New citizens proudly show off their sense of freedom (Reproduction)

Published on Jan 26 2009 // Main News

Jewel Topsfield
January 27, 2009

PARSURAM Sharma-Luital was once arrested for not wearing the compulsory Bhutanese national dress while wading across a river in the blazing sun.

Yesterday he and his wife wore it with pride at their citizenship ceremony at Station Pier to symbolise the freedom Australians have to wear and say what they will.

The couple, who are from the tiny kingdom of Bhutan in the Himalayas, were granted protection in Australia because of the Bhutanese Government's persecution of the minority Nepalese population.

Traditional Bhutanese costume, the Gho for men, and the Kira for women, is compulsory in public areas to reinforce Bhutan's identity as an independent country. "Even today there are police in the streets of Bhutan to check the dress code and imprison citizens if you come out of your home in any other outfit," Mr Sharma-Luital said.

Mr Sharma-Luital, his wife Tanka Maya, and their three daughters were among 13,000 people who became citizens at 318 Australia Day ceremonies around the nation yesterday.

Beaming in his tartan Gho, a knee-length robe that ties at the waist, Mr Sharma-Luital said he had chosen to wear the Bhutanese national costume to demonstrate "you can be a very true Aussie in any outfit".

"The dress code in this country is not a matter, it is how you uphold Australian culture and values."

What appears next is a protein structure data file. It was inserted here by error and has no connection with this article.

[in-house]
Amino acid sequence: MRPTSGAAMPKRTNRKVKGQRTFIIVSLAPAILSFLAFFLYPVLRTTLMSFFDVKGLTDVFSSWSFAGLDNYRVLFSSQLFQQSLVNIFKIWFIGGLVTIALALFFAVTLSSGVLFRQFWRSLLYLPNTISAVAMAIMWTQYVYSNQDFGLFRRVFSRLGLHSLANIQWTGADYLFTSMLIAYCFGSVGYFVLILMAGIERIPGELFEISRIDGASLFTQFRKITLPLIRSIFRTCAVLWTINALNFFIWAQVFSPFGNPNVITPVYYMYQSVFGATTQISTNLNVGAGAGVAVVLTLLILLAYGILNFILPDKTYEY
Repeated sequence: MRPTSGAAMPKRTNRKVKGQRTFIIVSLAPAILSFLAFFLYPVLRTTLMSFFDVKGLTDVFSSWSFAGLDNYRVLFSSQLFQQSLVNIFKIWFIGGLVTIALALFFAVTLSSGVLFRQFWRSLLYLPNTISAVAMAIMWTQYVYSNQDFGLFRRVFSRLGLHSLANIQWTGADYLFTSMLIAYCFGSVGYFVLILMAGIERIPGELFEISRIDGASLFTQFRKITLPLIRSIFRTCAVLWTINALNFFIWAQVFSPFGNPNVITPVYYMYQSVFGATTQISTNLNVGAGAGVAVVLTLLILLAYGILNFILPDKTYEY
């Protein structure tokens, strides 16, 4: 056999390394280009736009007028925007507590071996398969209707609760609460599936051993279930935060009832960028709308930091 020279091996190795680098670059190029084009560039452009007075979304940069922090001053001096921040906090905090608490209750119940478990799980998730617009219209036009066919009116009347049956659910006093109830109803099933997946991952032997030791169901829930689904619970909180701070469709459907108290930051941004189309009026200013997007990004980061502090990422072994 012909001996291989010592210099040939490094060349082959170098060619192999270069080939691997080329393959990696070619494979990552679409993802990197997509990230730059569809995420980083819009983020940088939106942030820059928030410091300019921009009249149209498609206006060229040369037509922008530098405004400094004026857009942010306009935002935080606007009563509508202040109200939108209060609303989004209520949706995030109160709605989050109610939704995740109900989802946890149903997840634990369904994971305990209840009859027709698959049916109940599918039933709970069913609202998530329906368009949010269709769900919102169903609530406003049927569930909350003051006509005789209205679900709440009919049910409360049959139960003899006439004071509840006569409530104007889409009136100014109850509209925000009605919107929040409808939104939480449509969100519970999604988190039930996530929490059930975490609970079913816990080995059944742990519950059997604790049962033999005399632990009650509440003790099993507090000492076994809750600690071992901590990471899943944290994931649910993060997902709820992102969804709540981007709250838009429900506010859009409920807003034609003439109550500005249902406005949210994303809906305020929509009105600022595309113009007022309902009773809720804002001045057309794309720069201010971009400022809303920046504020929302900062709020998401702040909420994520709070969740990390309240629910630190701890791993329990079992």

Mr Sharma-Luital was in India studying agriculture in 1990 when he learned his father had been expelled from Bhutan and was living in a refugee camp in Nepal. His father had been among thousands of Nepalese who were thrown out by the military after holding protests against the imposition of the compulsory dress code and the Citizenship Act, which decreed only those Nepalese who could produce a land tax receipt from 1958 were Bhutanese citizens.

Mr Sharma-Luital returned to Bhutan and managed to obtain work after bribing the police chief for a clearance certificate, which were usually denied Nepalese people.

But while studying a masters degree at Melbourne University in 2002 he learned his Government had asked students from northern Bhutan to spy on him, after his father's treatment at the hands of the Bhutanese was reported in world media.

"It was very, very obvious when I went back I would be behind bars." He was granted a protection visa and his wife and children joined him in 2003.

Immigration Minister Chris Evans said 2009 marked the 60th anniversary of Australian citizenship. "Since 1949, more than 4 million people have chosen to become Australian citizens," he said.

Mr Sharma-Luital said the Government had committed to settling 5000 Bhutanese people of Nepalese ethnicity, including his father. Since May 2008, 400 had settled in Adelaide, Tasmania, Albury-Wodonga, Sydney and Melbourne.

Since arriving in Australia, Mr Sharma-Luital has taught Burmese refugees how to grow exotic mushrooms and now runs driver education programs for refugees. His wife works in a nursing home.
(Source: The Age)